The pictures set out below this commentary were taken in May 2012 and posted on Saturday, May 26, 2012 under the title Conor's Autism Reality: From Joy To Self Injurious Behavior In A Flash. I was taking these pictures of Conor enjoying a swing on the playground of his old grade school, Nashwaaksis Memorial School. It was early Saturday morning, no one else was around; there were no loud noises or disturbances. The weather was pleasantly cool and mild. Conor was loving his time on the swing and then ... just like that ... he was engaged in self injurious behavior as set out in the last two pictures of this set ... with no external factor whatsoever. Whatever prompted the head hitting and hair pulling of the last two pics was purely internal. His self injurious behavior in this instance was not an isolated occurrence. It has happened before and since. Nor is it always self injurious. There are times when Conor has been aggressive with his mother and father. I have never believed for a second that he actually intends to hurt either of us. Some times he is reacting to external stimuli such as the sound of a phone ringing. It is my belief that when he is aggressive to himself or others he is most often reacting as he did in these pictures to internal disruptions of some kind.
I am not generalizing from Conor's reality to those of other persons with autism symptoms or disorders. I was, from the beginning of my understanding of Conor's condition, and during the early days of my autism advocacy, annoyed with people like Michelle Dawson and Dr. Laurent Mottron whose affidavit evidence as an autism expert supported her application for intervener status when she appeared before the Supreme Court of Canada in the Auton case as an "autistic" to oppose government funded Applied Behavior Analysis treatment for other people's children. I never accepted that my son with severe autistic disorder and profound developmental delays could be represented even indirectly by this person capable of addressing Canada's highest court.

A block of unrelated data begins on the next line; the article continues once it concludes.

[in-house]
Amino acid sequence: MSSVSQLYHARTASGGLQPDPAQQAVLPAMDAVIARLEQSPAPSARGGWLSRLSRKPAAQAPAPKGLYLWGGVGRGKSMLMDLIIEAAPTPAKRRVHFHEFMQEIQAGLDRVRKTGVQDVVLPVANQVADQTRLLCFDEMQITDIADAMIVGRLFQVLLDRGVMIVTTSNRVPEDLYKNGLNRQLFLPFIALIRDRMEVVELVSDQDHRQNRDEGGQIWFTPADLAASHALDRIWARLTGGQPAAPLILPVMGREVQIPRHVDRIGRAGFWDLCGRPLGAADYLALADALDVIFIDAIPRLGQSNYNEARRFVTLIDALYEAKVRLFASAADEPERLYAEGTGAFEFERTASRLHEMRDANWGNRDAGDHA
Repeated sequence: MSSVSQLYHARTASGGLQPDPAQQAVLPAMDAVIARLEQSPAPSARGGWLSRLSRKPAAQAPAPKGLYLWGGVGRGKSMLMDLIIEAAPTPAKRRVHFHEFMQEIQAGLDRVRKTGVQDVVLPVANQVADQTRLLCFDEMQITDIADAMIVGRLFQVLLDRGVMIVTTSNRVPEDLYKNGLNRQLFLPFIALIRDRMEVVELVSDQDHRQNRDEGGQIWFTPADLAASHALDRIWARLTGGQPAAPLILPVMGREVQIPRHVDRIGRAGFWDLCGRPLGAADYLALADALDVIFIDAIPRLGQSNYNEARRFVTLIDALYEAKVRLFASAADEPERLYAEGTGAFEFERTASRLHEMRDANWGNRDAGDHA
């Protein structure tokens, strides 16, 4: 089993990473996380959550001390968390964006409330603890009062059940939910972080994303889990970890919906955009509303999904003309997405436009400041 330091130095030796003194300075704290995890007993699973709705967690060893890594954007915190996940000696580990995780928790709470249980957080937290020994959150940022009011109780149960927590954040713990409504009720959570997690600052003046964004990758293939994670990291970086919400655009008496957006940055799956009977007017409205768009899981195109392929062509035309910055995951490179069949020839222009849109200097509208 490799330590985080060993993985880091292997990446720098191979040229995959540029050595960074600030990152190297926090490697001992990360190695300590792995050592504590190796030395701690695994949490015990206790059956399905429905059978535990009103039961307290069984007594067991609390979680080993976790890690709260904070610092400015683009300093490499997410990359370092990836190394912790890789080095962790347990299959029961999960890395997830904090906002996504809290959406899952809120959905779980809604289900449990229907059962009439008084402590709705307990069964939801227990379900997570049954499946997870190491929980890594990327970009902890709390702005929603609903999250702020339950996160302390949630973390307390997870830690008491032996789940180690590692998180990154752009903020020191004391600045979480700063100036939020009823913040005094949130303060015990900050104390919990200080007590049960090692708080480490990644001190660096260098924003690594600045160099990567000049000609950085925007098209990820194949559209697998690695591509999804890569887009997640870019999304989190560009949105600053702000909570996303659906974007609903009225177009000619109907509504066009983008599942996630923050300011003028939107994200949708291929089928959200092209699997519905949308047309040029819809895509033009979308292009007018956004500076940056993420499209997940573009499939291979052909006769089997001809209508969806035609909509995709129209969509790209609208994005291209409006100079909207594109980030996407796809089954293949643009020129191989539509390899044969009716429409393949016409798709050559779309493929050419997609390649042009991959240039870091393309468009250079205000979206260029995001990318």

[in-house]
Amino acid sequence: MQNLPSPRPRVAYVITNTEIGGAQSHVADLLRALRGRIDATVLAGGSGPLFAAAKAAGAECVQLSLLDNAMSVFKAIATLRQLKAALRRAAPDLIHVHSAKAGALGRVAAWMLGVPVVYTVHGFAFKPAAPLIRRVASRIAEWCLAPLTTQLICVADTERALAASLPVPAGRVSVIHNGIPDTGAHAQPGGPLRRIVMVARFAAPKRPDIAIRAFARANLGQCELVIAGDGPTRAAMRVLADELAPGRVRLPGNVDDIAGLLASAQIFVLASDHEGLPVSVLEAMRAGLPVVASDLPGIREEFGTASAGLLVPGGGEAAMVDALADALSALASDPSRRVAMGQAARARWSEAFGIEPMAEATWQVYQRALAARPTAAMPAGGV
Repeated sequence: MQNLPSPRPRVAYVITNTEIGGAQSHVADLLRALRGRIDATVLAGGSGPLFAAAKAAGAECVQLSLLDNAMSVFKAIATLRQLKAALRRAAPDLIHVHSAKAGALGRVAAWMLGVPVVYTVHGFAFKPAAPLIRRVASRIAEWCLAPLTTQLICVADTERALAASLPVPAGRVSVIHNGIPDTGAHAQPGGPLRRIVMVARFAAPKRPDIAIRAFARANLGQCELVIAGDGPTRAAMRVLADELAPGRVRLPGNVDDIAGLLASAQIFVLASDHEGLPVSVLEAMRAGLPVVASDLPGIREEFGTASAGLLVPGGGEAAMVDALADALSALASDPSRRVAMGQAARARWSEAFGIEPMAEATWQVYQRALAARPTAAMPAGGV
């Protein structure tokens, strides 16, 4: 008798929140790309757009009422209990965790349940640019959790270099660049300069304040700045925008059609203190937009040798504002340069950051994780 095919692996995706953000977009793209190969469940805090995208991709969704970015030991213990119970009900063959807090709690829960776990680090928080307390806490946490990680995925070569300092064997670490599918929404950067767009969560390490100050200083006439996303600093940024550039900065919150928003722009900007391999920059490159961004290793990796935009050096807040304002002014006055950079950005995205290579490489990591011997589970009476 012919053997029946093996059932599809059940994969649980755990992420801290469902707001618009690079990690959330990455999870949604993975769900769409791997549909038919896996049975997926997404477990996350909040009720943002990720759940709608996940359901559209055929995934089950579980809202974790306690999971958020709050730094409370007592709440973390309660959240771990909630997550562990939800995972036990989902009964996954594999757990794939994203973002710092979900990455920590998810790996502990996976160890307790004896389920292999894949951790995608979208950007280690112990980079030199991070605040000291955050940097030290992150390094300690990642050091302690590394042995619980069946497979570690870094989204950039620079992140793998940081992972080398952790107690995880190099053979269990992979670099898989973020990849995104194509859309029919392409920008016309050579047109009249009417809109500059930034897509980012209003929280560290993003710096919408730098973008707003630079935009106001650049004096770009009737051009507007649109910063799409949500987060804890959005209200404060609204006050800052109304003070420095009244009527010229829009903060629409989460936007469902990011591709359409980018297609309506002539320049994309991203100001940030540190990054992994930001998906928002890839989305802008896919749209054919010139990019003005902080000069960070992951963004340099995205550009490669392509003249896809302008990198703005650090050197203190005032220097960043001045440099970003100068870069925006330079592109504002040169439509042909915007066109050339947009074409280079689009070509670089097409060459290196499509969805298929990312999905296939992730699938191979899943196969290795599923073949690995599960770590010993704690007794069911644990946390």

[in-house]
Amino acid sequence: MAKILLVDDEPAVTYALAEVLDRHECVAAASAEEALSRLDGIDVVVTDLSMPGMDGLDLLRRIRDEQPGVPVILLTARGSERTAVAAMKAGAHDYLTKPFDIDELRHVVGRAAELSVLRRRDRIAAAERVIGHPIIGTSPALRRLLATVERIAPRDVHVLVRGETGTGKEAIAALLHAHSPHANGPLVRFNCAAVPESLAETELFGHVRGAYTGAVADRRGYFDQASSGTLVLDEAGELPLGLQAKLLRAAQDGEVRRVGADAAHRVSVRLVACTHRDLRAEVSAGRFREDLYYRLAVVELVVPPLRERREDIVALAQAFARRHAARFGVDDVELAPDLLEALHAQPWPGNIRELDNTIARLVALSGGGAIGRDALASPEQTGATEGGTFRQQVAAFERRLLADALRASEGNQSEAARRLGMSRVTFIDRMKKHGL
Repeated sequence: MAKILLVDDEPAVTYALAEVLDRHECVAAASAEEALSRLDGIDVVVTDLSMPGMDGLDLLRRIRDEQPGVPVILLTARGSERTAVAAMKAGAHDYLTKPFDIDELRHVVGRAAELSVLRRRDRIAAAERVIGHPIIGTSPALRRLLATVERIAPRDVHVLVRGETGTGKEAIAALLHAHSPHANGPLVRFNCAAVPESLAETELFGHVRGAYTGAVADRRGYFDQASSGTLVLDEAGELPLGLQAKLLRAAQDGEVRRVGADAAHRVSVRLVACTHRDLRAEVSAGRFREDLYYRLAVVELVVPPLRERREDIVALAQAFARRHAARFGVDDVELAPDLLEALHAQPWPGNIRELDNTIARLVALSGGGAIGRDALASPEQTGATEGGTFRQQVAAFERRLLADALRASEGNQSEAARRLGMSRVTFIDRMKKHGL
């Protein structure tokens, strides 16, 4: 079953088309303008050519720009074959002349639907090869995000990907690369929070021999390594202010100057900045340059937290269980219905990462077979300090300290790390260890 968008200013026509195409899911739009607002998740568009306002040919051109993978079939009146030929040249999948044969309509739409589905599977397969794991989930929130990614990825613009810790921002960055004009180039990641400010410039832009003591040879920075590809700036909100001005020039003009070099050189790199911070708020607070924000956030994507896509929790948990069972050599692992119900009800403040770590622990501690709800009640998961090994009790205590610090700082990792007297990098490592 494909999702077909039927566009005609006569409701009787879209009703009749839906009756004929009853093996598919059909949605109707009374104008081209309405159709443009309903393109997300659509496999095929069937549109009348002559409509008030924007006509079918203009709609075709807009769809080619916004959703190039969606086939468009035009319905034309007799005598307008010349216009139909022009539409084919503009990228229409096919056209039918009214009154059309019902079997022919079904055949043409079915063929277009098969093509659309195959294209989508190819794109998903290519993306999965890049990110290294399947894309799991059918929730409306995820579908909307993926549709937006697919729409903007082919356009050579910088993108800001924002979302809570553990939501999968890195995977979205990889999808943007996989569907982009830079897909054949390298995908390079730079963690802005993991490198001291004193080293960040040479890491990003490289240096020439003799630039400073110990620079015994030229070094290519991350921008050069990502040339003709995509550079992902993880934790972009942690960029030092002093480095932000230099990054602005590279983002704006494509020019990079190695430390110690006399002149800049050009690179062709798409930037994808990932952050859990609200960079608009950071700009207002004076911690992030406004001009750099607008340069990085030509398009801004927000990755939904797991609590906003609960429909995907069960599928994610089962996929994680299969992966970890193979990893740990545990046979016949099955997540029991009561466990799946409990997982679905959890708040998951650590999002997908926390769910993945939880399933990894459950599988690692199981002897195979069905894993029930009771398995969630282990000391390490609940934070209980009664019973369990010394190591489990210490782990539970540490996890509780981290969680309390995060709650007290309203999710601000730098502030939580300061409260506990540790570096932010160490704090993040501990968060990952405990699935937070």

Nor do I subscribe to the unsubstantiated belief that persons with autism are responsible for planned violence like the horror committed in the Newtown massacre by a person rumored to have autism/Aspergers. I do acknowledge though that, at least in my son's case, unplanned, spontaneous, "reactive" aggression to use CNN's Dr. Sanjay Gupta's term, can occur and can occur in a flash. Depending on the setting, for example sitting in the back seat while Mom or Dad are driving, the consequences could be very, very serious. Even in ideal circumstances such as the Saturday morning playground depicted below aggression, whether directed toward himself or those with him, can be serious and frightening.
There may well be persons with autism disorders whose symptoms do not include self injurious behavior or injury to others. Great, I am happy for them. But the public at large should not believe for a second that it is not present in some persons with autism in ways that are not always present in non autistic persons. It is, for many persons with autism, a fact of the brain disorder(s) which manifests in symptoms that we call autism. Research is needed on the internal causes of self injury and aggression in persons diagnosed with autism. Treatments need to be developed. Pretending such internally provoked or aggravated aggression is not part of autism won't make these realities disappear.
Instead of spending years trying to streamline autism symptoms and disorders into one neat package it would be much more helpful if the aggressive component of the heterogeneity of autism symptoms were acknowledged and addressed through research and improved treatments.